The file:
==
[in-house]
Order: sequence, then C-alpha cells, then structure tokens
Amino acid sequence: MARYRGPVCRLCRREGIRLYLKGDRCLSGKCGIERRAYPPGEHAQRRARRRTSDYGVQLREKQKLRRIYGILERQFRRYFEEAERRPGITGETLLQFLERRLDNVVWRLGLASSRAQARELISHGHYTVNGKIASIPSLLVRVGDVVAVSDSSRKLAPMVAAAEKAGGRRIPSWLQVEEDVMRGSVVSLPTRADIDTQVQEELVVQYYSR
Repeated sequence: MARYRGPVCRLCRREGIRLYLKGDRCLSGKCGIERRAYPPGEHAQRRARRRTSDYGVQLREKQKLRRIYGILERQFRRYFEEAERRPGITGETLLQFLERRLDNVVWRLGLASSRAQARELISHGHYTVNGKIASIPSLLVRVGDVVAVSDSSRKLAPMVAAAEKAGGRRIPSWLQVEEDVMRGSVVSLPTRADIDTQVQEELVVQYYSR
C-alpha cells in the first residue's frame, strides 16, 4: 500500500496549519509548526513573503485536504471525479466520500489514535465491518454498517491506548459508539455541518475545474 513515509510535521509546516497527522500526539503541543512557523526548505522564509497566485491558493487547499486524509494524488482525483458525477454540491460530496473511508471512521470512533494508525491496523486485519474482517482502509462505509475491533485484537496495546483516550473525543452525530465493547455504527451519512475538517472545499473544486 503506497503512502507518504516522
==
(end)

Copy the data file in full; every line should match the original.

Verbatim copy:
[in-house]
Order: sequence, then C-alpha cells, then structure tokens
Amino acid sequence: MARYRGPVCRLCRREGIRLYLKGDRCLSGKCGIERRAYPPGEHAQRRARRRTSDYGVQLREKQKLRRIYGILERQFRRYFEEAERRPGITGETLLQFLERRLDNVVWRLGLASSRAQARELISHGHYTVNGKIASIPSLLVRVGDVVAVSDSSRKLAPMVAAAEKAGGRRIPSWLQVEEDVMRGSVVSLPTRADIDTQVQEELVVQYYSR
Repeated sequence: MARYRGPVCRLCRREGIRLYLKGDRCLSGKCGIERRAYPPGEHAQRRARRRTSDYGVQLREKQKLRRIYGILERQFRRYFEEAERRPGITGETLLQFLERRLDNVVWRLGLASSRAQARELISHGHYTVNGKIASIPSLLVRVGDVVAVSDSSRKLAPMVAAAEKAGGRRIPSWLQVEEDVMRGSVVSLPTRADIDTQVQEELVVQYYSR
C-alpha cells in the first residue's frame, strides 16, 4: 500500500496549519509548526513573503485536504471525479466520500489514535465491518454498517491506548459508539455541518475545474 513515509510535521509546516497527522500526539503541543512557523526548505522564509497566485491558493487547499486524509494524488482525483458525477454540491460530496473511508471512521470512533494508525491496523486485519474482517482502509462505509475491533485484537496495546483516550473525543452525530465493547455504527451519512475538517472545499473544486 503506497503512502507518504516522